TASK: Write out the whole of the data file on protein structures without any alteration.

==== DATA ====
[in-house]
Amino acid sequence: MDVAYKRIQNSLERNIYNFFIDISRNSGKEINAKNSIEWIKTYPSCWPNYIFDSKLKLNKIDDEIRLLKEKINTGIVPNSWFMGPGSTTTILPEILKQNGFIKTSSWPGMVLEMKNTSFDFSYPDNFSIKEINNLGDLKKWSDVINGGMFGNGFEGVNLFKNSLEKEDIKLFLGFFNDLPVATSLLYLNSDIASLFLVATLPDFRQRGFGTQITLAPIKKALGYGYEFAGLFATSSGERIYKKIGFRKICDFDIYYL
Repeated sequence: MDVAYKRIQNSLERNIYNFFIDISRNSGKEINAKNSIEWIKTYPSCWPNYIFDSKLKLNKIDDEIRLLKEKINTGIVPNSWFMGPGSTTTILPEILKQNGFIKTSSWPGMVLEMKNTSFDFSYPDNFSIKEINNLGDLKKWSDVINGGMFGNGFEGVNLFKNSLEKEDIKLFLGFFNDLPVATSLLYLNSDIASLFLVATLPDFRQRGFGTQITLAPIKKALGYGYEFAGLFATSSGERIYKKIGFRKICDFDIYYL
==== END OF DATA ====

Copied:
[in-house]
Amino acid sequence: MDVAYKRIQNSLERNIYNFFIDISRNSGKEINAKNSIEWIKTYPSCWPNYIFDSKLKLNKIDDEIRLLKEKINTGIVPNSWFMGPGSTTTILPEILKQNGFIKTSSWPGMVLEMKNTSFDFSYPDNFSIKEINNLGDLKKWSDVINGGMFGNGFEGVNLFKNSLEKEDIKLFLGFFNDLPVATSLLYLNSDIASLFLVATLPDFRQRGFGTQITLAPIKKALGYGYEFAGLFATSSGERIYKKIGFRKICDFDIYYL
Repeated sequence: MDVAYKRIQNSLERNIYNFFIDISRNSGKEINAKNSIEWIKTYPSCWPNYIFDSKLKLNKIDDEIRLLKEKINTGIVPNSWFMGPGSTTTILPEILKQNGFIKTSSWPGMVLEMKNTSFDFSYPDNFSIKEINNLGDLKKWSDVINGGMFGNGFEGVNLFKNSLEKEDIKLFLGFFNDLPVATSLLYLNSDIASLFLVATLPDFRQRGFGTQITLAPIKKALGYGYEFAGLFATSSGERIYKKIGFRKICDFDIYYL